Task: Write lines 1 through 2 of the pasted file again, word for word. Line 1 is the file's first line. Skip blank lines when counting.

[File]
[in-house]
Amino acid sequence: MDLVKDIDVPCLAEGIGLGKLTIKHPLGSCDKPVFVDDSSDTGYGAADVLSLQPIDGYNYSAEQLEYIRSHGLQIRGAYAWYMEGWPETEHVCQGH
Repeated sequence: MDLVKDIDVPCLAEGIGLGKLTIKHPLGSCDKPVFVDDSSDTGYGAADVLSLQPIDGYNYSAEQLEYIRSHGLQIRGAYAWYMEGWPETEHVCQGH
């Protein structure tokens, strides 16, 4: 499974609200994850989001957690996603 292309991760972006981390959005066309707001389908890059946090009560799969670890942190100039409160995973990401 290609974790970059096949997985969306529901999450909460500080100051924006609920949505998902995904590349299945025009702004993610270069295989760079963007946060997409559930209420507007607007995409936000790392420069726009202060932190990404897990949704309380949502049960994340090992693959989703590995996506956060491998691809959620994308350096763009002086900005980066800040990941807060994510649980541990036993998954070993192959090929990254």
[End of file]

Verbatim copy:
[in-house]
Amino acid sequence: MDLVKDIDVPCLAEGIGLGKLTIKHPLGSCDKPVFVDDSSDTGYGAADVLSLQPIDGYNYSAEQLEYIRSHGLQIRGAYAWYMEGWPETEHVCQGH